It also features famous movie set cars including the Mars Rover from The Martian movie that was filmed in Wadi Rum and one of the gliders from Star Wars.
Day -2 Amman and Jerash
Our first official day on tour started with an included buffet breakfast and a reasonable departure time. After leaving the hotel, we were off to be immersed in the sparkling capital hub of Amman, a city of 4 million people, and to discover two of the most famous Roman ruin sites in Jordan.
Jordan has more than 100,000 archaeological sites and one of the best is located right in Amman.
The Amman Citadel is an archeological site at the heart of downtown Amman that dates back to the Bronze Age, around 8,000 years ago, and is the oldest occupied part of the city. It stands guard on the highest hill overlooking the sprawl of today’s modern city.
The stunning, elegant Roman ruins of the Temple of Hercules are what draw most visitors’ attention along with the Byzantine church and the domed 8th century Umayyad Place but there’s more to be found throughout the site.
This includes the interesting Jordan Archaeological Museum which was built in 1951 and houses artifacts from all around the country dating from prehistoric times to the 15th century.
Our visit to the site started out guided by Osama, our local Globus tour guide, who showed the main highlights before we reached the museum. At this point, we were set free to explore the site on our own.
Downtown Old Citadel: A Walk Though Wasat Al-Balad
Sitting directly below the ruined Amman Citadel is Wasat Al-Balad, the oldest area of the city. It was here that Osama informed us that he wanted us to get a real feel for life in the city. With that, we set off for a walk down the street.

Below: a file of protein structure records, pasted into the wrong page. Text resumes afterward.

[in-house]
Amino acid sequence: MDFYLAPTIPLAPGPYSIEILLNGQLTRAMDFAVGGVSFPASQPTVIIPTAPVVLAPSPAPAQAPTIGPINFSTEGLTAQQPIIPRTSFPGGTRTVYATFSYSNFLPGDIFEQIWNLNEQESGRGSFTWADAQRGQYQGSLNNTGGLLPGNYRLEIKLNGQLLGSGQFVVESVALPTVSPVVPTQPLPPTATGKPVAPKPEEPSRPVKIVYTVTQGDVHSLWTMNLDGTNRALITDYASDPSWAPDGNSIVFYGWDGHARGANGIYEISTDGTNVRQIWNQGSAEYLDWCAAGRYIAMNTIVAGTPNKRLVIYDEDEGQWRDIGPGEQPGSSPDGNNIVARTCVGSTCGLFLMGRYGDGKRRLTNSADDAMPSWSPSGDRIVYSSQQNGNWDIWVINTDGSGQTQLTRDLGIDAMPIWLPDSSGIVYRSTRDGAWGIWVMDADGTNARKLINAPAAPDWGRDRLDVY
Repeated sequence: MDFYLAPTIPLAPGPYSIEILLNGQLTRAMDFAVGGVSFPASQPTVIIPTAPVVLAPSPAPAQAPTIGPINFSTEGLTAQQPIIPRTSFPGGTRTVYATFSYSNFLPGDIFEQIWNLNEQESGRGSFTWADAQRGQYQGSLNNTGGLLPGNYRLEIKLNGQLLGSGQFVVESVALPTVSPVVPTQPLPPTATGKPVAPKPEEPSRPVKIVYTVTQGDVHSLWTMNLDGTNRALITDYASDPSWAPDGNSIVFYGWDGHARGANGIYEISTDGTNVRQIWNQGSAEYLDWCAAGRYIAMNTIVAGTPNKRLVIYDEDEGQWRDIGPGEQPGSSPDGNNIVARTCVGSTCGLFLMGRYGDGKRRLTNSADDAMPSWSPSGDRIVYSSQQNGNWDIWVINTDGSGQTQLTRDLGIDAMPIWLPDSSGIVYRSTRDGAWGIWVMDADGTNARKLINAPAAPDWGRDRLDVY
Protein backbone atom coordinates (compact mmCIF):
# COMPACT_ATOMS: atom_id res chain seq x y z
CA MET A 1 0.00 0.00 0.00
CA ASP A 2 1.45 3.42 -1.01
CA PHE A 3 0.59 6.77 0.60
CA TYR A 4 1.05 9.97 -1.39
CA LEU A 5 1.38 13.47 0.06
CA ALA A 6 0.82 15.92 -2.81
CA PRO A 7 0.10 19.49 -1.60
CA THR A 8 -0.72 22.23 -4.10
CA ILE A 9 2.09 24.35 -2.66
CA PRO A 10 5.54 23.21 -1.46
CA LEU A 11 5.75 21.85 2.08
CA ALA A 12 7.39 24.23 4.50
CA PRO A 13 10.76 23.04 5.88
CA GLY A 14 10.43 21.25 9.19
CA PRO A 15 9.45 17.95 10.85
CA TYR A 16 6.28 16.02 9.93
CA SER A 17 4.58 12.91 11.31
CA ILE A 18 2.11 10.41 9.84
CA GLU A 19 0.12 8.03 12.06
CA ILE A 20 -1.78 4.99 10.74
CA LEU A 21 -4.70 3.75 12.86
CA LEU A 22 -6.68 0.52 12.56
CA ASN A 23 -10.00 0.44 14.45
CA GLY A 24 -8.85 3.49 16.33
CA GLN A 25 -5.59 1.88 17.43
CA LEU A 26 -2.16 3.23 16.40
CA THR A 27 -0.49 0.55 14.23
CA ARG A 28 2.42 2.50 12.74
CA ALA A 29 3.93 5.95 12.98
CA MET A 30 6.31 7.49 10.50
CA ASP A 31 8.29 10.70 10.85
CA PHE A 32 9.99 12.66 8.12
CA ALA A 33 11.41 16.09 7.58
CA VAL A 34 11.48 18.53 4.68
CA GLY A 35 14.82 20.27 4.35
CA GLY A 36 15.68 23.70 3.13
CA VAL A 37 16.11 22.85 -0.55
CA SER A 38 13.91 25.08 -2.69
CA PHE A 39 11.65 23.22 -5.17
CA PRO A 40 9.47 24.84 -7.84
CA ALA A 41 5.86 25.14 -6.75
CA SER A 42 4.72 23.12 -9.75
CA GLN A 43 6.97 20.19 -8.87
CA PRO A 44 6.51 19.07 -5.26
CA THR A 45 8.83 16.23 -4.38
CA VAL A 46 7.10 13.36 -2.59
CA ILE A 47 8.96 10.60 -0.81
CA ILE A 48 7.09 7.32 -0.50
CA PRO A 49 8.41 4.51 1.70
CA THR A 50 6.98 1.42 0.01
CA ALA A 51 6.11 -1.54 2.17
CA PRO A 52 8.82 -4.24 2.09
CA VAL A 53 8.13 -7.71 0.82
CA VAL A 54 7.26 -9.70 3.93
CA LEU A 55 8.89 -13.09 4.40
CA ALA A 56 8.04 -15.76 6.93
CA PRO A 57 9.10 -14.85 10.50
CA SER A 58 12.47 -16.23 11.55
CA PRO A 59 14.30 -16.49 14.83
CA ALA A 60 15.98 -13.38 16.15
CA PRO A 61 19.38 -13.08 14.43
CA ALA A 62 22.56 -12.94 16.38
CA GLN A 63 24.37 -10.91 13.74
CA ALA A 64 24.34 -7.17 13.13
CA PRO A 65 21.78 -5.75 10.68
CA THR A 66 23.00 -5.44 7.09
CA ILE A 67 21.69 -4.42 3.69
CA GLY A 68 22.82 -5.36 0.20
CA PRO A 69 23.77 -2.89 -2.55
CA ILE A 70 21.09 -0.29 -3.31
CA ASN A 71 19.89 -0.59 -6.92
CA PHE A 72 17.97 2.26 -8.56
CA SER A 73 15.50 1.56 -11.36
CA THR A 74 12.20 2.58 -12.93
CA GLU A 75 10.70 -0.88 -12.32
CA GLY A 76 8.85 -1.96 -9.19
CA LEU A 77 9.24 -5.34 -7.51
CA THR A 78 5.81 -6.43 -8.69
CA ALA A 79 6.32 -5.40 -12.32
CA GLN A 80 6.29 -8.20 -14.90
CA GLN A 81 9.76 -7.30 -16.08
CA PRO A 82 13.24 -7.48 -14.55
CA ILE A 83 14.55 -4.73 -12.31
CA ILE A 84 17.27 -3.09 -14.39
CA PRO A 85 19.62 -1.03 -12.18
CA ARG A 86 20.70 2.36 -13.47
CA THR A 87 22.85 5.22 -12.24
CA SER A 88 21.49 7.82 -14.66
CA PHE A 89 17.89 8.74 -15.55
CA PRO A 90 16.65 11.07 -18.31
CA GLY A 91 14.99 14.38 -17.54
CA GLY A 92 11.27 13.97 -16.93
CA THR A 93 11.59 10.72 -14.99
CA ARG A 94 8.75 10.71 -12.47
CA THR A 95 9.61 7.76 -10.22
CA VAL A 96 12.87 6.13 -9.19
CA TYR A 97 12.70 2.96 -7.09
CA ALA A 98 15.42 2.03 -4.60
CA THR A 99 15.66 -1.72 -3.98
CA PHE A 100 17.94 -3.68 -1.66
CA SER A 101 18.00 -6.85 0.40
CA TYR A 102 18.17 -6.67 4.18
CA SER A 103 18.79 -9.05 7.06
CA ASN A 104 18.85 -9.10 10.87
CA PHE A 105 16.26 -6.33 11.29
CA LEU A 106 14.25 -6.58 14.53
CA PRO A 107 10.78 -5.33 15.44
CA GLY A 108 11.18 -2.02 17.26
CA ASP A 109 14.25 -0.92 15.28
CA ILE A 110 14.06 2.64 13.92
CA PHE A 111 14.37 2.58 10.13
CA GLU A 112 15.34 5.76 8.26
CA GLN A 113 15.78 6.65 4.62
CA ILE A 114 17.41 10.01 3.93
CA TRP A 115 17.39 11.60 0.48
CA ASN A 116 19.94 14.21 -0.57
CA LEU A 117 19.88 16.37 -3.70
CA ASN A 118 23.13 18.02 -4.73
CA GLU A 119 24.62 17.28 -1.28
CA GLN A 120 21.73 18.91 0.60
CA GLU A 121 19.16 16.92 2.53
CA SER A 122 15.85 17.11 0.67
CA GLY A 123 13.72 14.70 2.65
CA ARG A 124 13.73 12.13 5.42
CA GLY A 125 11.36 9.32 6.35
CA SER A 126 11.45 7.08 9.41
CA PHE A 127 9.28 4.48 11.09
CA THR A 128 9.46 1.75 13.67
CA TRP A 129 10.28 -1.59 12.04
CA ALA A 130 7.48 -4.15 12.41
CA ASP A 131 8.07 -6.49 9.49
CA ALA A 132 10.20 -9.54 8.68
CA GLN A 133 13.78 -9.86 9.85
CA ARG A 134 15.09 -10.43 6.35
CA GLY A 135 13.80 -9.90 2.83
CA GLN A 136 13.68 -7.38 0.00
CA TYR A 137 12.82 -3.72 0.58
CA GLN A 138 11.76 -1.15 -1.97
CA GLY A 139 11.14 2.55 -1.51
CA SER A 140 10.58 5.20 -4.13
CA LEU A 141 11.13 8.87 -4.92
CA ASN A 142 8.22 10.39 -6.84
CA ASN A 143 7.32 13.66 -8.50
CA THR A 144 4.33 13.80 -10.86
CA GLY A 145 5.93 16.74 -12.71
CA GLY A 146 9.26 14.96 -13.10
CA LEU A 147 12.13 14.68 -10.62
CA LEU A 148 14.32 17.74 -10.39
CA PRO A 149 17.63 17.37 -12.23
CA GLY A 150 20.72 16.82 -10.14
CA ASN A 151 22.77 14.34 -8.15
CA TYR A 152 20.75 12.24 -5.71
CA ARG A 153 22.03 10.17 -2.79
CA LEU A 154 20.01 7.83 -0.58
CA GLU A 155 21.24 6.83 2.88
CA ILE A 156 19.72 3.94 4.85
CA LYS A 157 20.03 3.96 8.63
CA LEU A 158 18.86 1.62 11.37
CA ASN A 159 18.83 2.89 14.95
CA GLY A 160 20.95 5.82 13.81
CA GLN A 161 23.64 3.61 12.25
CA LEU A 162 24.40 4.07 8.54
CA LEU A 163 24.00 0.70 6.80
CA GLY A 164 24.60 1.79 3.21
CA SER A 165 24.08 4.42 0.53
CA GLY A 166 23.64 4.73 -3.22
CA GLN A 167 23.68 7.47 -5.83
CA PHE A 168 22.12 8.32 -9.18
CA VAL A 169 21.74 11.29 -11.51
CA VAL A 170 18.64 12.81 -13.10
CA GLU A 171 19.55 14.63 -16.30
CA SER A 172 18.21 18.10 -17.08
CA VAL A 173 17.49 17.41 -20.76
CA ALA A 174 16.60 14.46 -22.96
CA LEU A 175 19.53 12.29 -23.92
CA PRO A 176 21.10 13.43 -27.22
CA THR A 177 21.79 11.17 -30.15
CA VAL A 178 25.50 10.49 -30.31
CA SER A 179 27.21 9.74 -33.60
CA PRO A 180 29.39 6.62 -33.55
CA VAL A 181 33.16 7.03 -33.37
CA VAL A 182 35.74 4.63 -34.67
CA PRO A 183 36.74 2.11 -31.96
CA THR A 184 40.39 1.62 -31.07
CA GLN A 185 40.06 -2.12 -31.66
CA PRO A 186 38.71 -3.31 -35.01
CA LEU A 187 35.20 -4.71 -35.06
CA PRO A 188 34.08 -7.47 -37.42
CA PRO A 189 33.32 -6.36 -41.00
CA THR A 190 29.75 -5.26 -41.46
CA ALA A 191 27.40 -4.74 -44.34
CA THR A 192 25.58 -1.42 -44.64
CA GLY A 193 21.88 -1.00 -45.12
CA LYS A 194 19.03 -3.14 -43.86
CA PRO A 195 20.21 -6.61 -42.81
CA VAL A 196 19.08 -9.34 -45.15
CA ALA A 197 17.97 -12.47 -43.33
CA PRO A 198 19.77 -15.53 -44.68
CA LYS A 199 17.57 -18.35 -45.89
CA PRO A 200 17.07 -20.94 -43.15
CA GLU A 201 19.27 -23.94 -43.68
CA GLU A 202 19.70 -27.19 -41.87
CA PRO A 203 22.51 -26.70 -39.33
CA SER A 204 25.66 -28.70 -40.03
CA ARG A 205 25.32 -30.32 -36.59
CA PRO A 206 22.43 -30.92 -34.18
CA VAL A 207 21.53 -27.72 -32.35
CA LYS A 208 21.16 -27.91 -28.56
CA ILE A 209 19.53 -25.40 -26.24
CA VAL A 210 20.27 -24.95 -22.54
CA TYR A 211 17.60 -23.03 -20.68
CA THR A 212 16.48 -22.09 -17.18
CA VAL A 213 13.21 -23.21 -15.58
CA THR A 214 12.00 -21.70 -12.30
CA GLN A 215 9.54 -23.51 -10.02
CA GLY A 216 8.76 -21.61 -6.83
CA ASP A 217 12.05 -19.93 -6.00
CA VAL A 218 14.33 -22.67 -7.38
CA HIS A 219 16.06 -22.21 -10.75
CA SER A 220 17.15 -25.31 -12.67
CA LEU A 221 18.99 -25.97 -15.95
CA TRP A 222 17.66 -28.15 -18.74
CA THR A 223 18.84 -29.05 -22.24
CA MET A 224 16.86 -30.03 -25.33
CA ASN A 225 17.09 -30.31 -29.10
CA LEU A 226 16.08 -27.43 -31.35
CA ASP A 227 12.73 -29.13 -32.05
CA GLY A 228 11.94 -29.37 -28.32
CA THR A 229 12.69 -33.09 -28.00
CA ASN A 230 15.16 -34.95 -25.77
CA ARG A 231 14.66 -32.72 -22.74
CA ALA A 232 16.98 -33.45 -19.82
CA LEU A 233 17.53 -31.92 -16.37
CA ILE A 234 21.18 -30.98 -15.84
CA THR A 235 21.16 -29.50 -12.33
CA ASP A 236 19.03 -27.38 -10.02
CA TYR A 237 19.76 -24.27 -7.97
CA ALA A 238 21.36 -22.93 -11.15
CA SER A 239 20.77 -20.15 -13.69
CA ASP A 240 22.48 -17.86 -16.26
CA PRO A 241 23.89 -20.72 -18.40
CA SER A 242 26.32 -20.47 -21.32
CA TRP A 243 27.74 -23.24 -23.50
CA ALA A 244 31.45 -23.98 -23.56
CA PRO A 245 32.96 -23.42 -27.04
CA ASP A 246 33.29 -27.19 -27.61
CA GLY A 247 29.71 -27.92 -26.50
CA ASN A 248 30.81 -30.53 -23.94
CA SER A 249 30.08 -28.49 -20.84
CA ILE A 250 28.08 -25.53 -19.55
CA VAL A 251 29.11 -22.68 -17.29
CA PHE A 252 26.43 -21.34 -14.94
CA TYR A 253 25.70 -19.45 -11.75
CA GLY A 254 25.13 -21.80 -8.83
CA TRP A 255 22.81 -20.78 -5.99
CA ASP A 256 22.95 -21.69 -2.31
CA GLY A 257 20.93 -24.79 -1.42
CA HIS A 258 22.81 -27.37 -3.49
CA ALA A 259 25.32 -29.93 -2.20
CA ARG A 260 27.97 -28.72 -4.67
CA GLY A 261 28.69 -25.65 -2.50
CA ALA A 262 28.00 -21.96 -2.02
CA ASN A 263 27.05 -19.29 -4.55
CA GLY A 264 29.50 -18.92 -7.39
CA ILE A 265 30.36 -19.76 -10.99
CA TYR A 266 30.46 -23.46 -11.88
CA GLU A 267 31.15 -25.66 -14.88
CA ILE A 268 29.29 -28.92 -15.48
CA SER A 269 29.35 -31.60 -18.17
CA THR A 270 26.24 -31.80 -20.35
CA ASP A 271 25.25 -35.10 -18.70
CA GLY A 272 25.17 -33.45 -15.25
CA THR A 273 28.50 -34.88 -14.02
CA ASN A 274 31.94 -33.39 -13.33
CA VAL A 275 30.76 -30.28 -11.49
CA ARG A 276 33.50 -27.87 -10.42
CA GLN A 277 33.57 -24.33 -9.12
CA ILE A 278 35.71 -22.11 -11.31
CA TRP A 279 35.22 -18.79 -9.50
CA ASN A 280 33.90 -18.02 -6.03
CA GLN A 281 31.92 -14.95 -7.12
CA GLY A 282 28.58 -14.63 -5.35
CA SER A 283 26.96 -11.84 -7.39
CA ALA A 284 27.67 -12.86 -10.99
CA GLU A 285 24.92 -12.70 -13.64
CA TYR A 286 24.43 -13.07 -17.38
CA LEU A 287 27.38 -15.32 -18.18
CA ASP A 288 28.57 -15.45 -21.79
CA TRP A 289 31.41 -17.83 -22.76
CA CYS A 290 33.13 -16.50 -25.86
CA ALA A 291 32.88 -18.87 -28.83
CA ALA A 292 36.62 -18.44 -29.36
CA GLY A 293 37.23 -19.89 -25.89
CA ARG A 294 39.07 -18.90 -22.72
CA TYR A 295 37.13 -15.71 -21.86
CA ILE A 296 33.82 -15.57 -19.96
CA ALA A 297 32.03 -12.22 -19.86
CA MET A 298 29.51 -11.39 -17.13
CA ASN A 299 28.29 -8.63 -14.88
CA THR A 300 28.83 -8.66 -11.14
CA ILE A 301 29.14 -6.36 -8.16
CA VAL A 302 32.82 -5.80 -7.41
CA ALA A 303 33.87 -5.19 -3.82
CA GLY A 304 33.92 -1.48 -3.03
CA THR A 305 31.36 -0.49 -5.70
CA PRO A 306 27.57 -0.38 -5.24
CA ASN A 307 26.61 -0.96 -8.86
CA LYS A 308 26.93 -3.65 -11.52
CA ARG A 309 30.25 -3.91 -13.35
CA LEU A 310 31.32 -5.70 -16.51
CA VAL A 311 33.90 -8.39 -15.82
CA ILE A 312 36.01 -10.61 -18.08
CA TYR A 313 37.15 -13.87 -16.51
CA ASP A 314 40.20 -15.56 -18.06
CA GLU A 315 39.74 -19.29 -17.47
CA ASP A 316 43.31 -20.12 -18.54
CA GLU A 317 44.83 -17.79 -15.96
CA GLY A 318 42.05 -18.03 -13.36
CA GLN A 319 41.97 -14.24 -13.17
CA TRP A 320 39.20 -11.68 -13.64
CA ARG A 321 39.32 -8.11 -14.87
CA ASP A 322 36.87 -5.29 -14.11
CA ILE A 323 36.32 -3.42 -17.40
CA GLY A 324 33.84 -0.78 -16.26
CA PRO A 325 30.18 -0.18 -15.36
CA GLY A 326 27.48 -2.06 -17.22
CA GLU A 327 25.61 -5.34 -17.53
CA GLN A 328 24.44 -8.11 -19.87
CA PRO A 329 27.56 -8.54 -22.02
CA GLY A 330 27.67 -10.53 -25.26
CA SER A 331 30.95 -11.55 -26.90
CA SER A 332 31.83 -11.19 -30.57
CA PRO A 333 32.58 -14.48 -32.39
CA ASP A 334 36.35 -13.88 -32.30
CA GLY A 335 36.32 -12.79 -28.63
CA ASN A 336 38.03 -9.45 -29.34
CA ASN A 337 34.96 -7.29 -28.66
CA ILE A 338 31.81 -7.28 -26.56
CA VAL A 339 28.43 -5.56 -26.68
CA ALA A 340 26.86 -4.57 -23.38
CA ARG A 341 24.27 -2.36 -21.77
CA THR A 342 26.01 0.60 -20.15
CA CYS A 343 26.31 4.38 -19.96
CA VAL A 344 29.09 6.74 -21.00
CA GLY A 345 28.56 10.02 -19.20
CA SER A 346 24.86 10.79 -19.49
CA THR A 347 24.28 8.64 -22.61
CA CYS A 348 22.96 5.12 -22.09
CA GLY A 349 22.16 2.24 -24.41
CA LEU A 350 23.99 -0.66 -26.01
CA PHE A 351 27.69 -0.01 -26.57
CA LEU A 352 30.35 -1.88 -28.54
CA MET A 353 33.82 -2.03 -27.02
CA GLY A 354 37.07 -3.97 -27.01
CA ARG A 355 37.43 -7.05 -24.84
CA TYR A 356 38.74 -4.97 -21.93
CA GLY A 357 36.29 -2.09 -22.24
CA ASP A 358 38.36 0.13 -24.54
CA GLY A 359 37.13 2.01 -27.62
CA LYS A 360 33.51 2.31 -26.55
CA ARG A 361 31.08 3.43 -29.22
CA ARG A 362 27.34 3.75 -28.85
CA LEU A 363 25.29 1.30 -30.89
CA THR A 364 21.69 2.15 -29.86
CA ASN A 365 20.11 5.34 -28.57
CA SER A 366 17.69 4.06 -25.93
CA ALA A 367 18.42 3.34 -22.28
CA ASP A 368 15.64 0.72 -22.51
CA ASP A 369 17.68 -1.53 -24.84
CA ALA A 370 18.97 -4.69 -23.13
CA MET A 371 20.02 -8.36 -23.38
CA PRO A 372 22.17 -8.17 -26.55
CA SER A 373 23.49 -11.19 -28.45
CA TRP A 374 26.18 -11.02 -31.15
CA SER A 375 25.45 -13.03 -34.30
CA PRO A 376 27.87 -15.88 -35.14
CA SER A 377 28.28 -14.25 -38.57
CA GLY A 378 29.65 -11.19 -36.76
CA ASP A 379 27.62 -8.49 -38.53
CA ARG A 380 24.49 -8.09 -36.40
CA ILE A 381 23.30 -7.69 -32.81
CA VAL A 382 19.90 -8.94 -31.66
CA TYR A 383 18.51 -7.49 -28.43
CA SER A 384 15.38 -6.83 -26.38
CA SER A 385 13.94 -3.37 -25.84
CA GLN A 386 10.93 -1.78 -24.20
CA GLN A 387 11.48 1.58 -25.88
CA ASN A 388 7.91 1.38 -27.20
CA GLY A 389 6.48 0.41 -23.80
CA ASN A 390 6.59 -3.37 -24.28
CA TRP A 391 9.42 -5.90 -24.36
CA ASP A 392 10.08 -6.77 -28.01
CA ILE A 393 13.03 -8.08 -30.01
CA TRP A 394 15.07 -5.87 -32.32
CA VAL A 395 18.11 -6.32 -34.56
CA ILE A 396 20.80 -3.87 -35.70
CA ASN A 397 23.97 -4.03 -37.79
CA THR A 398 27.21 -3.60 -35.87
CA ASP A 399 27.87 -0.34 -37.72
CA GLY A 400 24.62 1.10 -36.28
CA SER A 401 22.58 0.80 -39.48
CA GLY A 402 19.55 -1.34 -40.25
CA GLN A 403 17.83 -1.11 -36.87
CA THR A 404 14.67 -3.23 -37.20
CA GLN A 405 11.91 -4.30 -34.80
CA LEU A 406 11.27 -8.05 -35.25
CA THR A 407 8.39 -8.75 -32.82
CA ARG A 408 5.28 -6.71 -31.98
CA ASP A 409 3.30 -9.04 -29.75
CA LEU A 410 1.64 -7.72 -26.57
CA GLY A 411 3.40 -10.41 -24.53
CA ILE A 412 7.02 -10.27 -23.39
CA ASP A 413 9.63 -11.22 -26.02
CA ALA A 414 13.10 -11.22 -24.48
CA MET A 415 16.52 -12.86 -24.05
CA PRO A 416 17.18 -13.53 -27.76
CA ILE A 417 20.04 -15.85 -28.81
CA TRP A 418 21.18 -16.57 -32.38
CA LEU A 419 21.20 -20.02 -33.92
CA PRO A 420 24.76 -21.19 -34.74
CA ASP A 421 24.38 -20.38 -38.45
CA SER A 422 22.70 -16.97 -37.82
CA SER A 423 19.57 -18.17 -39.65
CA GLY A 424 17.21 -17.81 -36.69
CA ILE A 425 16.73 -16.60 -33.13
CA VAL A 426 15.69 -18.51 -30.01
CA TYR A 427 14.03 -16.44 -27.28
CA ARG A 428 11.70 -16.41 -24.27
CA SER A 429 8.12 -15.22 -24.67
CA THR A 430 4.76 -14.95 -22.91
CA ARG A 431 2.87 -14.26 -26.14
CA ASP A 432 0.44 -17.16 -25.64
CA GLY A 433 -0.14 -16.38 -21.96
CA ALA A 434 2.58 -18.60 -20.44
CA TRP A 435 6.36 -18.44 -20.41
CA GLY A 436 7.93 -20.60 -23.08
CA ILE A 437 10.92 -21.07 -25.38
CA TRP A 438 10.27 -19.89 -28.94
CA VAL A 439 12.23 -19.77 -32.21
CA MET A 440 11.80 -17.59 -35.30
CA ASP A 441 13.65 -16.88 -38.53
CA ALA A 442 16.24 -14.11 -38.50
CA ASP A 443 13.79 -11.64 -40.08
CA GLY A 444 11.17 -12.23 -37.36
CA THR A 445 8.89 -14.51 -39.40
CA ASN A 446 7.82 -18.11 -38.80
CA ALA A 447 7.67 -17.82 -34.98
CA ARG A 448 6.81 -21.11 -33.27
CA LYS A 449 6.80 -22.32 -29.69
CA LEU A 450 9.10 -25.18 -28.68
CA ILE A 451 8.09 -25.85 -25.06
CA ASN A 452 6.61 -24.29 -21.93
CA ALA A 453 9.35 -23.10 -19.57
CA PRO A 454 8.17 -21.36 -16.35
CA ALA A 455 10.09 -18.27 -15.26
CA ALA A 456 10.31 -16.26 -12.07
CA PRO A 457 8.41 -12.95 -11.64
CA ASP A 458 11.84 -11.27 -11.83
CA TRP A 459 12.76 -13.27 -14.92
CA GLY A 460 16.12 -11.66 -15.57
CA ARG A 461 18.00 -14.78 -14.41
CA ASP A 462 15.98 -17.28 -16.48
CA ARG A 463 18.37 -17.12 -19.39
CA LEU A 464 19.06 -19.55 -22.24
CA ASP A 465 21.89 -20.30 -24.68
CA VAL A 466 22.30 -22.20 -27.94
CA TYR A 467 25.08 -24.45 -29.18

Along the way, we poked our heads into the various stalls and shops that line the streets. We learned about produce, spices, fruit, cheese, gold, and more. We mingled with the locals and visited with the shop owners.
Ultimately, we ended up at one of the most famous dessert shops in Jordan, the beloved Habibah Sweets. This show is famous for its take on the Jordanian sweet called Kunafa.
This delicious treat is made of goat cheese that is topped with fried bread dough, and pistachios then drizzled with honey. It is both delightful and addictive.
Bait Khairat Souf Women’s Cooperative
Leaving the busy streets of Amman, we made our way north to Bait Khairat Souf, a women-owned and managed eco-restaurant/cafe located just a short drive from the impressive ruins of Jerash.
The coop is located in the historical and cultural heritage home of the Batarseh family. The property is stunning, dating back to 1881, and provides an excellent backdrop for lunch or just having tea. In 2016 it was renovated into a place where visitors can experience the taste and traditions of the Jordanian culture.
Much to our delight, we enjoyed an excellent locally made lunch of classic Jordanian dishes including mutabal, faba beans, chicken sawani, and lamb kebab, to name a few of the amazing dishes that were set on our table.
After lunch, we had a chance to enjoy a tea while being seated beneath towering trees on their outside patio.
We also had a chance to buy natural handmade products that included jams, pickles, olive oil, vinegar, molasses, healing herbs, and a special secret blend of coffee that has been in their family for generations. Along with a variety of hand-knit scarves, hats, and headbands.
Beit Khairat Souf employs 25 women but is also a great launching pad for local youth interested in volunteering and learning about other cultures. Tourism projects like this are extremely important and we are honored to have spent an afternoon experiencing them.
Ancient Roman City of Jerash
With our bellies full of delicious Jordanian food, we boarded the bus for a short drive to the ancient city of Jerash.
Excavations that date back to 7500 BC suggest that Jerash was inhabited from the Neolithic period to the Bronze Age, but the city began to thrive when the Roman civilization arrived.
In 64 BC, the Romans conquered Jerash ultimately becoming a part of Syria, a Roman province. It flourished from the start, thanks to its fertile soil and trade with the Nabateans from Petra.
The city peaked from the 1st to 7th century, when most of its gorgeous buildings were built. During the 3rd century, over 19,000 people lived in this ancient city.
Our guided tour started at the impressive Hadrian’s Gate before leading us to the Hippodrome. It was here that crowds once cheered for their favorite chariots as they raced around.
The site also features the impressive Jerash Amphitheater where we took some time to listen to the acoustics and a short performance by local men playing bagpipes.